AUA – Lufthansa deal a ‘success’ and ‘very good solution’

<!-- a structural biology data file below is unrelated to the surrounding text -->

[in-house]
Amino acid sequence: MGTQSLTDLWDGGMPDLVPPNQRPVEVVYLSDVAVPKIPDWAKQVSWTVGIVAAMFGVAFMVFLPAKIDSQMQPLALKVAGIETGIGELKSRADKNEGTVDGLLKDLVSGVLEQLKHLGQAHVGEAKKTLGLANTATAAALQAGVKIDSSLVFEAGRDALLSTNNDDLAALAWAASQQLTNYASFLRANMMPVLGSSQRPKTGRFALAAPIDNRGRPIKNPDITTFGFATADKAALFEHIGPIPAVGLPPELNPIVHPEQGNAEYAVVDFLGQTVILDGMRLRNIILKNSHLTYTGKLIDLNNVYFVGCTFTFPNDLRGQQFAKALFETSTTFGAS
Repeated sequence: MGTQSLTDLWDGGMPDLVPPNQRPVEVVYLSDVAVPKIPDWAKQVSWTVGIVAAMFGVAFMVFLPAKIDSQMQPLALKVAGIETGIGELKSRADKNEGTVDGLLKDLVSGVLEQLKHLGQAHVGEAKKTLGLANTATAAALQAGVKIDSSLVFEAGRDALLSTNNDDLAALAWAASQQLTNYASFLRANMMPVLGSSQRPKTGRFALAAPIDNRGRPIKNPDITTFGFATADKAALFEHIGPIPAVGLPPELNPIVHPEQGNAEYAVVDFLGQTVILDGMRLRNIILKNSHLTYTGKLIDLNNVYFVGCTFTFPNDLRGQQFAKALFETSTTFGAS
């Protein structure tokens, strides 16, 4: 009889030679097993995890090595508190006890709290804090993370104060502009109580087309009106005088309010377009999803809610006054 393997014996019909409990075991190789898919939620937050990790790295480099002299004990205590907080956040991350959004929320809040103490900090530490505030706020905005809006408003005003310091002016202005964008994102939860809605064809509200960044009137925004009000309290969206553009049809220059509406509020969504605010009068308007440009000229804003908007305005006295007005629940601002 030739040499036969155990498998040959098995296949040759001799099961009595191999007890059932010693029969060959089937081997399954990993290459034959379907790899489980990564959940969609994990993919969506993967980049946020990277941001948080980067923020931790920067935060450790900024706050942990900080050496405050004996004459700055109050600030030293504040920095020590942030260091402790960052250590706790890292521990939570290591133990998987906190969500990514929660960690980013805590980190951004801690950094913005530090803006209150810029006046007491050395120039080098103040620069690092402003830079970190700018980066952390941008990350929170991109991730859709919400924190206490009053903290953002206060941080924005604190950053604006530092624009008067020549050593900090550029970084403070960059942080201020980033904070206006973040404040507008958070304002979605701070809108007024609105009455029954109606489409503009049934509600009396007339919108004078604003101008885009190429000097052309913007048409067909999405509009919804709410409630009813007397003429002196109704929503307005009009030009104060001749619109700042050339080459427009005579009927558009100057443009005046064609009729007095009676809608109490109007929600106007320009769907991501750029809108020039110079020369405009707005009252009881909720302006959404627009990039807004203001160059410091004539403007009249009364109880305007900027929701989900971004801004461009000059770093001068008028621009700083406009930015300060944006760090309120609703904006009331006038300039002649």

Austrian Industry-Holding Stock Corporation (ÖIAG) head Peter Michaelis has claimed that the sale of Austrian Airlines (AUA) to Lufthansa was a “success”.The Austrian government coalition of the Social Democrats (SPÖ) and the People’s Party (ÖVP) assigned ÖIAG to sell a major stake of AUA when it became clear that the airline was at risk of going bankrupt.AUA was taken over by German aviation giant Lufthansa in September 2009 after Sheikh Mohammed Bin Issa Al Jaber backed out of acquiring it. ÖIAG had held talks with the Austrian-Saudi businessman for months before he eventually decided not to buy the airline.Hundreds of employees were laid off at AUA since the deal which has been criticised by rivals like FlyNiki as the SPÖ-ÖVP coalition agreed on bolstering the airline with half a billion Euros shortly before the takeover agreement.Michaelis claimed today (Mon) that taxpayers would have had to pay much more if the company had gone bust.Looking back at his 10-year term as head of ÖIAG which ends next June, he told the Kurier newspaper: “The sale of AUA was our biggest success.”The former Mannesmann manager said: “AUA had more debts than it was worth as a firm. (…) Those 500 million Euros (government aid) were well invested indeed. It ensured AUA continues to exist as a brand name. The airline was not relocated from Vienna. A very good solution.”Michaelis also criticised the joint SPÖ-ÖVP administration for allegedly having tried to keep AUA an autonomous firm for as long as possible before eventually deciding to put it up for sale.”The government apparently regarded the airline as some kind of flagship for the nation,” Michaelis, who is known as an outspoken supporter of privatising state-owned companies, said.Michaelis came under fire himself when a reports in Viennese daily Heute claimed in September that he charged ÖIAG with paying more than 800 Euros for express deliveries of CDs, DVDs, a spyglass and other private belongings. The report’s accusations were dismissed by a spokeswomen.The speculations intensified the debate over whether it would be better to dissolve ÖIAG or provide the holding with more competencies and responsibilities. While SPÖ Chancellor Werner Faymann is in favour of sever ÖIAG, ÖVP Vice Chancellor Josef Pröll said its importance should be increased by being assigned with more tasks.Michaelis, who reportedly earns 750,000 Euros annually, defended ÖIAG today by describing it was the “only protective shield” against attempted political interferences.The holding currently manages the Republic of Austria’s interest in Post AG, oil and gas group OMV, and telecommunication services provider Telekom Austria (TA).